‘Blinding Lights’ is the first song to spend a full year in the Billboard top 10
The Weeknd’s new wave-indebted monolith ‘Blinding Lights’ has been breaking records left, right and centre. It is now the first song ever to spend an entire year in the Top 10 of the Billboard Hot 100.
The track logged its 52nd week in the top 10 of the Billboard Hot 100. Beating out the previous longest-running top-ten hit, Post Malone’s ‘Circles’ (which charted for 39 weeks), by a mile.
The success of ‘Blinding Lights’ was not immediate, the After Hours track first debuted on the charts at No. 11 in November 2019, it didn’t crack the top 10 until February 29th, 2020. It then climbed to No. 1 in April where it stayed for four weeks.
The track also holds the record for the longest a song has spent in the top 5, totalling 34 weeks. As it stands, the song has spent a full 65 weeks in the Hot 100, and looks poised to breaking the record of Imagine Dragons 87-week reign with ‘Radioactive.’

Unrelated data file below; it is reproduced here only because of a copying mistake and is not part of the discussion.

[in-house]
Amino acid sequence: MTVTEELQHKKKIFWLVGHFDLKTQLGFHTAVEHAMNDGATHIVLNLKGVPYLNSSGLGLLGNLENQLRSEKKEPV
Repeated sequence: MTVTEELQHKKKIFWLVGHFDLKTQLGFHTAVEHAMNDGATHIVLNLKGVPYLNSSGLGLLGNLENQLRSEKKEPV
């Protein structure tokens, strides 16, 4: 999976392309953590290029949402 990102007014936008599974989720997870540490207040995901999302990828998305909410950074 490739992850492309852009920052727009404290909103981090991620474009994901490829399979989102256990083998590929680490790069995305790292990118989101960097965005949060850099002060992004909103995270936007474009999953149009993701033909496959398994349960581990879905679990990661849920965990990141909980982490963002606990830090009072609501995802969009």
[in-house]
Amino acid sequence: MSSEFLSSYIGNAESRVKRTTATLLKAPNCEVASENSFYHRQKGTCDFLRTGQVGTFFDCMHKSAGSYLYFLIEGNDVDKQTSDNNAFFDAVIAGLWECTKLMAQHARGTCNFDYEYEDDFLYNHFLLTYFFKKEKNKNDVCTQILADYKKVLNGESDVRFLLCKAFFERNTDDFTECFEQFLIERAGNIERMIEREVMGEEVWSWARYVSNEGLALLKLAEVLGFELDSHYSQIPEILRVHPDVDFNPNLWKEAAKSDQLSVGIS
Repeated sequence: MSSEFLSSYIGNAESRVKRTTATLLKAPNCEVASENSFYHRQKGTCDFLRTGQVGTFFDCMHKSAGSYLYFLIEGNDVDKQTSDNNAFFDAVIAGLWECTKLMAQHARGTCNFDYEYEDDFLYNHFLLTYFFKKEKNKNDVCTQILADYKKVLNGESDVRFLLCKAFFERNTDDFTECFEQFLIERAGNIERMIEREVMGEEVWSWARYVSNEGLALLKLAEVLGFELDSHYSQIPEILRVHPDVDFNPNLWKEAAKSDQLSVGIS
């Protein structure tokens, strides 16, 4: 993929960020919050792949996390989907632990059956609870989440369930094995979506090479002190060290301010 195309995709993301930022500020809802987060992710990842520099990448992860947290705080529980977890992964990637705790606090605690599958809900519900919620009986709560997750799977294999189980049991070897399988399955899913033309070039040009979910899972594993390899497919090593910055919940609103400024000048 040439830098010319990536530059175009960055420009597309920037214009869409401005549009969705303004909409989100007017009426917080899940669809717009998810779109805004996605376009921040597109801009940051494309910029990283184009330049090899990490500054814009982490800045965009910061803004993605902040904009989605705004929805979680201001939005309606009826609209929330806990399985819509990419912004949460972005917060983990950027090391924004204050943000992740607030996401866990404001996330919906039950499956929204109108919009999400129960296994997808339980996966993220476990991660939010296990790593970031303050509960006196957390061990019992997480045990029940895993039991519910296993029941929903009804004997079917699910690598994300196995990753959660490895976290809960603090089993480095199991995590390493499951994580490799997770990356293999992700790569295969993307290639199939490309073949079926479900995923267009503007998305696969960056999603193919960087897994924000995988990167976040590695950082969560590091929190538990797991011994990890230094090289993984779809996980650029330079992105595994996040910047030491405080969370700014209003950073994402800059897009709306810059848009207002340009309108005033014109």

The track has seen a renewed interest in the past few weeks, following The Weeknd’s performance at the Super Bowl halftime show. It’s currently sitting at No. 3 on the charts, so we expect the total domination to continue for weeks, possibly months.
Despite the astronomical commercial success of ‘Blinding Lights’, the track was controversially snubbed by The 2021 Grammy Awards.
“The Grammys remain corrupt. You owe me, my fans and the industry transparency…,” The Weeknd wrote in a Tweet following the announcement of the 2020 nominees.
“We understand that The Weeknd is disappointed at not being nominated,” Grammy Chief Harvey Mason wrote in a response statement. “I was surprised and can empathize with what he’s feeling. His music this year was excellent, and his contributions to the music community and broader world are worthy of everyone’s admiration.
“Unfortunately, every year, there are fewer nominations than the number of deserving artists. But as the only peer-voted music award, we will continue to recognize and celebrate excellence in music while shining a light on the many amazing artists that make up our global community. “
This article originally appeared on The Industry Observer, which is now part of The Music Network.